What if you could leave this earth, even for just a few moments, to see what lies beyond? No, I am not talking about the current billionaire space race, but of near-death experiences. Recently I saw a near-death experience movie that highlights the true-life account of a 4-year-old boy who suffers complications during surgery and visits heaven for a short time.
The Christian movie, “Heaven is for Real,” is about Colton Burpo recovering from surgery and telling stories to his parents of things he couldn’t have possibly known. One very touching scene was when Colton relays the story of a young girl coming up to him in heaven. This young girl indicated that she had died in her mommy’s tummy and that Jesus had adopted her and she couldn’t wait to meet her parents someday. She didn’t have a name because her parents had not named her.
As Colton told this story to his parents in the movie, it was clear that they had never discussed a miscarriage they suffered through before conceiving Colton and that he couldn’t have known such details. What a beautiful notion of hope this scene portrays to the many parents and families out there who have suffered the loss and pain of a miscarriage. For those parents who have lost children prior to birth, there is great joy in knowing that they may see their child in heaven someday.
Miscarriage in our culture today still tends to be one of those silent sufferings that many women and couples carry. So many emotions surround miscarriage, including grief and loss about the child’s death, sadness, guilt, anger and even some hopelessness. Miscarriage is still one of those areas that people don’t talk about often or tend to keep to themselves. Many couples even wait to announce that they are having a child until later in the pregnancy so as to not draw attention to themselves in case of the possibility of miscarriage. How can loved ones best walk with those who have experienced this deep pain and loss? Often, families and friends don’t know how to walk with those who have suffered miscarriage, or even how to offer comfort and hope.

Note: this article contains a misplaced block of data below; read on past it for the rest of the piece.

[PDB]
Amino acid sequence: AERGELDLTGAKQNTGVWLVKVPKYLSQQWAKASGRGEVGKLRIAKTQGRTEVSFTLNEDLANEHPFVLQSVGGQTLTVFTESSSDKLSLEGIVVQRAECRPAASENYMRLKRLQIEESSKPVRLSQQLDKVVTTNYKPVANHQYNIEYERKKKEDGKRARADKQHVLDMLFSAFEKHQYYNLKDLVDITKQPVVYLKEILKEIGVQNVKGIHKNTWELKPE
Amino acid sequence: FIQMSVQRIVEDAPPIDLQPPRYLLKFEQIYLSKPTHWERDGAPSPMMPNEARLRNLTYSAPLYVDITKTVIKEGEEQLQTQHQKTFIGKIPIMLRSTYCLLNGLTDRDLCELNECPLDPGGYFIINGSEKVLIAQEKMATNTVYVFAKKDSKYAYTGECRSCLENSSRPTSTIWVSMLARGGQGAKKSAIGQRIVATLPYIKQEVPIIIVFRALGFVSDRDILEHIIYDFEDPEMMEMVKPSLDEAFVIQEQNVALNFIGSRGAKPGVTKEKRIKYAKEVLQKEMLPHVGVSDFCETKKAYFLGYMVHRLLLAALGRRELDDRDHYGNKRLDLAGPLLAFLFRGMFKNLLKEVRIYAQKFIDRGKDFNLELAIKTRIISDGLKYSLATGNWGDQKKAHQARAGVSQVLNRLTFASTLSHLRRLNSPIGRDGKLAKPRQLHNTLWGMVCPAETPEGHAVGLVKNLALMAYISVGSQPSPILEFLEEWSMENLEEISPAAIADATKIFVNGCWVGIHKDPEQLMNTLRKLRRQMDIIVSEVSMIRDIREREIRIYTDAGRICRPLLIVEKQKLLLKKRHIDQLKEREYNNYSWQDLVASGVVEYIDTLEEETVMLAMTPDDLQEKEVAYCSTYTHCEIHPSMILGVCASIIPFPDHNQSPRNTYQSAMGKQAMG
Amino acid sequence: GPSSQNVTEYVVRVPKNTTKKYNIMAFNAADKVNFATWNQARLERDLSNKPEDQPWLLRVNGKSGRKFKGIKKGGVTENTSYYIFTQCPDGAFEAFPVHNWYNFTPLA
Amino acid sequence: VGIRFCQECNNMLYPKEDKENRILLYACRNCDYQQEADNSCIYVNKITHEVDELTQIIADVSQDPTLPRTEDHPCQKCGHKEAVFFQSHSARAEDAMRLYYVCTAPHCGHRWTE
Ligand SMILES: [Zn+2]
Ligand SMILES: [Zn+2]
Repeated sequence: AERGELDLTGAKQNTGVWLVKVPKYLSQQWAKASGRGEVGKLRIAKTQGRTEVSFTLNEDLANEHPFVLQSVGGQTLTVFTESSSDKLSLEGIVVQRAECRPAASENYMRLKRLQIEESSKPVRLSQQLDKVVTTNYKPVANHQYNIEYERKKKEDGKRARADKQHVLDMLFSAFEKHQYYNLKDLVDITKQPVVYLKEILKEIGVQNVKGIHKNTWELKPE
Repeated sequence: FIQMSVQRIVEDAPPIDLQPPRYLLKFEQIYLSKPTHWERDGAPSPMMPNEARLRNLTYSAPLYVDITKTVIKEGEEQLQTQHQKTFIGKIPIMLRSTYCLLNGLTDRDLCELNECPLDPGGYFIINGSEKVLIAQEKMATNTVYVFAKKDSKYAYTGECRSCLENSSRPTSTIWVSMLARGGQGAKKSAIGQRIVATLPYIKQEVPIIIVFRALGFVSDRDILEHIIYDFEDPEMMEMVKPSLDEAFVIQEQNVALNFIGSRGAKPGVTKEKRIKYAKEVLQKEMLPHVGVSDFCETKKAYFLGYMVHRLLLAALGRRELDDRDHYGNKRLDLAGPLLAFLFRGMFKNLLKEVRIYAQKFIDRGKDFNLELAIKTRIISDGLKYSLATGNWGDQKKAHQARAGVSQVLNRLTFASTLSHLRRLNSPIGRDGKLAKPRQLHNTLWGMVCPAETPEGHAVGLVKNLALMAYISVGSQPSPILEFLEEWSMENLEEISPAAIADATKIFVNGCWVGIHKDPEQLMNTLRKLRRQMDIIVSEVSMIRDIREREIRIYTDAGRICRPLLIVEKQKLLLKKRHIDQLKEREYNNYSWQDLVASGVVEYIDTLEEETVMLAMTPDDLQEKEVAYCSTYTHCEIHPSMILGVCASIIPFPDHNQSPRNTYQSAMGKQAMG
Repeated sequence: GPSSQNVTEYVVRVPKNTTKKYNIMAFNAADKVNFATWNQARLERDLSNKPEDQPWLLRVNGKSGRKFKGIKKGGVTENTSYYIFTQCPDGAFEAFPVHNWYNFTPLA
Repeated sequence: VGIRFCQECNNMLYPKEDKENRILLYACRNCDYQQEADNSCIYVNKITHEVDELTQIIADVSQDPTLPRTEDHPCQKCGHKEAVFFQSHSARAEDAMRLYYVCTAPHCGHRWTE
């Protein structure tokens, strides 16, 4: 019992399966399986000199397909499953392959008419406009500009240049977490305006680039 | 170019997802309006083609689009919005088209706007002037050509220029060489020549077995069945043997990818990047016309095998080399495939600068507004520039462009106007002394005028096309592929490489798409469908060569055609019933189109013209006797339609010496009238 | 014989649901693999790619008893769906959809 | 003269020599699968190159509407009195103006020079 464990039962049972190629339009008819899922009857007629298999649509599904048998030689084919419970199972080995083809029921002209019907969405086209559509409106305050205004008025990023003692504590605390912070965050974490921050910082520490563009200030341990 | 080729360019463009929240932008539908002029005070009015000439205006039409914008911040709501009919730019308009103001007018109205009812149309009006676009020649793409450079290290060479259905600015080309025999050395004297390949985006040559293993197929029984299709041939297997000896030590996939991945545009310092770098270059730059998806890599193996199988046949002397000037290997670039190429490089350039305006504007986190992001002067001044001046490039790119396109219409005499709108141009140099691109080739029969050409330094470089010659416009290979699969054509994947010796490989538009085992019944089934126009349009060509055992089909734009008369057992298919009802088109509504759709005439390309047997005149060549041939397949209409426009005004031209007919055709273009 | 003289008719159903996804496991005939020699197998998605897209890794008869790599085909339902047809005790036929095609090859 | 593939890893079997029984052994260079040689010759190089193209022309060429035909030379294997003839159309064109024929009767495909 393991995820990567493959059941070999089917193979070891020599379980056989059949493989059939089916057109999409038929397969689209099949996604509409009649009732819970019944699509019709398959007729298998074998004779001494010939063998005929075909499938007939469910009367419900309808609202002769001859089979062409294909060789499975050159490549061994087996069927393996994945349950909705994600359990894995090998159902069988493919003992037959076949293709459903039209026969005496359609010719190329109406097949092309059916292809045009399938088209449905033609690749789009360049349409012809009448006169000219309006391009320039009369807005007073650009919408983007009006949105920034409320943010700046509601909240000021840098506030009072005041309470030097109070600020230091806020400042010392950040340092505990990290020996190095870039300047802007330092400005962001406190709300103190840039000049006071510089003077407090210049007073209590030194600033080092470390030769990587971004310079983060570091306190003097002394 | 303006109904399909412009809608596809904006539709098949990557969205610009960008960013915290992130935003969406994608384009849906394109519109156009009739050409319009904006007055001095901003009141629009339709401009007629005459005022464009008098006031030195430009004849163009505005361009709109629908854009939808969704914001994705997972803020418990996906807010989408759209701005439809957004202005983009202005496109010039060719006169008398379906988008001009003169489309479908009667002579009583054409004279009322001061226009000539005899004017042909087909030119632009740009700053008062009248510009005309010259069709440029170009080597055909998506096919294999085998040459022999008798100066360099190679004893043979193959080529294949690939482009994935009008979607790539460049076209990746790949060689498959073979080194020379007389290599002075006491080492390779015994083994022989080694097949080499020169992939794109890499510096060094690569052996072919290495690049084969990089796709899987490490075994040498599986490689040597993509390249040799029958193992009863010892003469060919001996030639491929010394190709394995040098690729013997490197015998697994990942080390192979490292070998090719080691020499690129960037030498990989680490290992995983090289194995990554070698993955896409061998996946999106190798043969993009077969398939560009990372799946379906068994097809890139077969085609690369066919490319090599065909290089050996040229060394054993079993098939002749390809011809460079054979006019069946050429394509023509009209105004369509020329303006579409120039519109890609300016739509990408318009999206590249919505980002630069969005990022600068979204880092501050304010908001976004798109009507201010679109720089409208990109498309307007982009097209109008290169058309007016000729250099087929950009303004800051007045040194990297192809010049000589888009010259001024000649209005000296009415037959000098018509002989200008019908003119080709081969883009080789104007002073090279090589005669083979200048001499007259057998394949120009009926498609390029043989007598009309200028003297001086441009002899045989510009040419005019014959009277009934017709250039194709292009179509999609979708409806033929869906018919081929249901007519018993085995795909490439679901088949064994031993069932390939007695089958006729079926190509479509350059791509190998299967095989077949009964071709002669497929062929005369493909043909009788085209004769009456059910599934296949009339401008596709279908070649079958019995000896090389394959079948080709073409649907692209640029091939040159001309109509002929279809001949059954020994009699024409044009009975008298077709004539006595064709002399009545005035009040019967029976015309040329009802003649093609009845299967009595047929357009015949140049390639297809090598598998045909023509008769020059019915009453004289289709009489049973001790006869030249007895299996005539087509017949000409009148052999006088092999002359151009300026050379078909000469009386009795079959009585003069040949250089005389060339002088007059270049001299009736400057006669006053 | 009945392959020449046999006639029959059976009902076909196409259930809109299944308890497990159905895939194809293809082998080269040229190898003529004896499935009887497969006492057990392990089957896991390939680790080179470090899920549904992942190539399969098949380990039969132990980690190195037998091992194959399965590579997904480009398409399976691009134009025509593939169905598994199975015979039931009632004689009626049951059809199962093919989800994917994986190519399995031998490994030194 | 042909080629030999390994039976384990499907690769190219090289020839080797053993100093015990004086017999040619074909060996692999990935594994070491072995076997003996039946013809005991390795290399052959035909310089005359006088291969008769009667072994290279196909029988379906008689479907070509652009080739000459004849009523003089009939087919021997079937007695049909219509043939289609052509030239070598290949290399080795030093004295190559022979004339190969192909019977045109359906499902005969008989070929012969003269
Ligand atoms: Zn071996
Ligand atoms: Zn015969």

I came across a good article called “how to help during miscarriage”, where the author, Katy Harrison, has several tips about how to help others during this very difficult time. She suggests just doing something and not waiting to be asked. People grieve in their own way and may want space to go through this loss, the author notes. However, it is OK to bring a meal, shop for groceries, or even ask about a specific task that needs to be done.
There are miscarriage gifts that can be purchased, but sending heartfelt notes can be just as impactful, acknowledging that the loss was important. Be comfortable talking about the baby and make note of the date on a calendar to send a note in the future. The author also noted many women experience a tremendous sense of emptiness, so sending things to cuddle are often very well received. Whatever is done, being able to authentically show you care, and meeting the needs of the mother and the family in this time of grief will help everyone to better cope with their loss.
For all those who have miscarried a child, there is great hope we can take in the words of Christ when he stated: “Let the children come to me, and do not prevent them; for the kingdom of heaven belongs to such as these” (Mt 19:14). Our own Catechism of the Catholic Church states that we can entrust our miscarried children to the mercy of God who desires salvation for all men (1261).
With this knowledge, any family that has lost a child can have hope that they will be able to see their child in heaven and unite themselves to this child through prayer. There are several websites available that offer prayers and other very beautiful spiritual resources to help parents get through this time. The National Catholic Register suggests that “Catholic couples have options to help in the grieving process, including having a funeral Mass for their child and a Catholic burial, requesting the ‘Blessing of Parents After a Miscarriage’ from the church’s Book of Blessings, and, perhaps most simply and importantly, naming their unborn child.”
If you or anyone you know has suffered a miscarriage, please see additional materials on foryourmarriage.org (search: miscarriage). All parents who have suffered a miscarriage can take hope in these words from Lamentations 3:22-24: “The Lord’s acts of mercy are not exhausted, his compassion is not spent; They are renewed each morning —great is your faithfulness! The Lord is my portion, I tell myself, therefore I will hope in him.”
Tremblay is the marriage and life ministries director for the Diocese of Green Bay.